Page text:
John Deere courts readers without pitching products

John Deere’s magazines cover stories as disparate as refugee agriculture in Rwanda and the birth of country music in Virginia. What you won’t find are stories about its products.

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Pick up a magazine published by a heavy equipment manufacturer, and you’d probably expect to find coverage of combines and backhoes.

What might surprise you is an article about a corner of Virginia where country music was born, or a story on “homesteading the ultimate waterfront property“—a lighthouse.

The Illinois company John Deere, known for its farm and construction equipment, produces two publications that delve into topics that its readers care about—rather than pushing products or highlighting customers.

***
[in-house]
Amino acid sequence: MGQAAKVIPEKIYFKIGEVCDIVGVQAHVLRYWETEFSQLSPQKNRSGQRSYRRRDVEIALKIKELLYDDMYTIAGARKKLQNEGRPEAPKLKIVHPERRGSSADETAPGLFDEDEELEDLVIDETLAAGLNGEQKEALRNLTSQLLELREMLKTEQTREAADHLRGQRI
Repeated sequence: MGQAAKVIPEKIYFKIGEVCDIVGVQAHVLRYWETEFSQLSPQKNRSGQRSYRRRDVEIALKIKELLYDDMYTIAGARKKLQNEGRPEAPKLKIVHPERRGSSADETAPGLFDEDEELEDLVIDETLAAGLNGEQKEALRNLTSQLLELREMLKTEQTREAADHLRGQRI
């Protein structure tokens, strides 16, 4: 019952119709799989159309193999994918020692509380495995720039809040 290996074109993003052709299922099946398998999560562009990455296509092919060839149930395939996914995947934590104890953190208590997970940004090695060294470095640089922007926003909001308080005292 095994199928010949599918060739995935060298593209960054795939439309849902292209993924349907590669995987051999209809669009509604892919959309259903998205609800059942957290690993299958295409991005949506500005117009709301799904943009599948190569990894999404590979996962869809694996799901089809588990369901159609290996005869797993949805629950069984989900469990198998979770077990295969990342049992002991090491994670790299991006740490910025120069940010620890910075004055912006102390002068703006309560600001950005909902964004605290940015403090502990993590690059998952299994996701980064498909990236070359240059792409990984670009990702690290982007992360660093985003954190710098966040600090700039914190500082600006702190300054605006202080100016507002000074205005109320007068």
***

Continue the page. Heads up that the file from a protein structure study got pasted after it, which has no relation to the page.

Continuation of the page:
As organizations edge into brand journalism or non-promotional content marketing, they’re finding themselves on rich soil that long ago was pioneered by John Deere’s The Furrow magazine and its younger sibling Homestead.

“Part of what has made both magazines so successful is that we do not write stories about ourselves,” says David G. Jones, editor of The Furrow and Homestead.

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